Tuesday, January 26, 2021

Our Cat’s Funeral

 We waited a week to bury our cat. Honestly I was a little creeped out by the facts that we stored his body in our cold garage and that I kept seeing something black out of the corner of my eye (maybe I just want him to be alive).

Anyway, it finally came time for us to have the funeral with the kids there. They were ready to dig the hole, send good wishes, and say goodbye. It took a long time for me to walk to the back corner of our yard. My legs still don’t work right and my back hunches over awkwardly. But Mike helped me lumber down there, and as we stood at Cole’s resting place I found the location fitting.

It’s strange, but we’ve had unusually experiences in that corner of the yard. Once a deer died there, and the neighbors called to tell us something was rotting behind our shed. Fish and Game came to take it away—but by the time they arrived, the smell was nauseating. 

Years later we found another deer there—in the exact same spot! It was injured somehow and not quite strong enough to jump the fence. We named her Debbie and started giving her little treats to sustain her. I remember how she slept by the kids’ basement windows, huddling next to the warmth of the house. And soon enough, Debbie got her strength back and without a goodbye, she left. I guess life can be like that sometimes. We can help others, but that doesn’t mean they’ll be in our lives forever.... I just felt bad I never got to say goodbye.

So that’s where we buried Cole where we found both a dead and a living deer. I somehow wished we could bring Cole back, but books have told me THAT’S a bad idea. I’d much rather Cole stay dead than turn into a murderous zombie. I told the kids that, ya know, just so they’ll know life could be worse. But they didn’t seem to like my reasoning very much.

Anyway, I’m just glad the kids got to say goodbye, and that we no longer have a dead animal in our garage—even if I did love him when he was alive.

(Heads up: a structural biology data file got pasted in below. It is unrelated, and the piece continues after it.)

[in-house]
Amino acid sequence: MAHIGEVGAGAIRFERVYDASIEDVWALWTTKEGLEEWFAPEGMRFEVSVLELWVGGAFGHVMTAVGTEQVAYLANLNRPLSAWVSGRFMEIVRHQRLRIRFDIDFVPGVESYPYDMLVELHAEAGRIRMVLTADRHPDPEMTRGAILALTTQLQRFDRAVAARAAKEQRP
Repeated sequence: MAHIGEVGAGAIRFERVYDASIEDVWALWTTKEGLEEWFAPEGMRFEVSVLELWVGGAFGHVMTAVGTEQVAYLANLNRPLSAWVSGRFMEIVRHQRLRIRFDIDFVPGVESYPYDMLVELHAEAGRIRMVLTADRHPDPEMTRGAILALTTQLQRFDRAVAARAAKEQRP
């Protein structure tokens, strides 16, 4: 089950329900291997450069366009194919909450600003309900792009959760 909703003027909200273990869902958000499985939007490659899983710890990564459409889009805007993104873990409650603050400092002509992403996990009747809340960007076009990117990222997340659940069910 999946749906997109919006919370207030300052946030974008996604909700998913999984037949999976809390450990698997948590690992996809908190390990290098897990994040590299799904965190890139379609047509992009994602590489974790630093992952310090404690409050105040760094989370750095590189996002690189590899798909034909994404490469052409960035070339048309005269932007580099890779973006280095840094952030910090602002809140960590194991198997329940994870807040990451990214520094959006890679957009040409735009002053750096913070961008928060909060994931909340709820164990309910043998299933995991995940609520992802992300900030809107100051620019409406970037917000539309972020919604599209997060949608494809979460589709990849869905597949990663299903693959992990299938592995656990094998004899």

Death can be so hard, but somehow having a chance to say goodbye makes it a little easier.

As we had the funeral I couldn’t help wondering about my own. The kids kept saying who Cole has been to them. What have I been to them, or to anyone really? Do the memories of what remains about us somehow embody who we truly are? I wonder.... 


  1. I wondered, as I read your entry, EC, about the sheer wisdom of Life. One deer came to die, but another perhaps to recover in that same place, and to live on. We Humans think of cemeteries as places for the dead, while we claim in some belief systems, that after death we will be reborn in some way.

    When I visit my parents' and my daughter's burial places, I feel they "go with me" to those places. I know I won't find their spirits there in their graves, but it is comforting to go together to those last places we last connected at their passing.

    After my daughter, Heddy passed long ago, the first Thanksgiving morning I drove to the cemetery to say Hi. A wild Tom Turkey was walking across the cemetery road, as if he owned it all. Behind him was a single hen. They took their time walking, as if I in my car was not even there on the road.

    The second year, on the same day and on the same road, a tom turkey wandered in the same way across, this time followed by two hens, utterly oblivious to me. I have not seen them since 2005 in that place. Homes now are built all around that once quiet place.

    Gifts are a one time thing, a chance meeting in a moment.

    I do believe there are places where our spirits are particularly attracted to celebrate life, its meanings, its endings, and its beginnings. Hospitals, cemeteries, the best of churches and hospices. In some way, life's points of transition and challenge bring out a strength in and for us that bears enduring meaning for our existence here, and perhaps beyond.

    I always love to read your words, dear cousin. They inspire me, and remind me. Keep warm, and know you are loved beyond all those nearby who say so to your ears and eyes.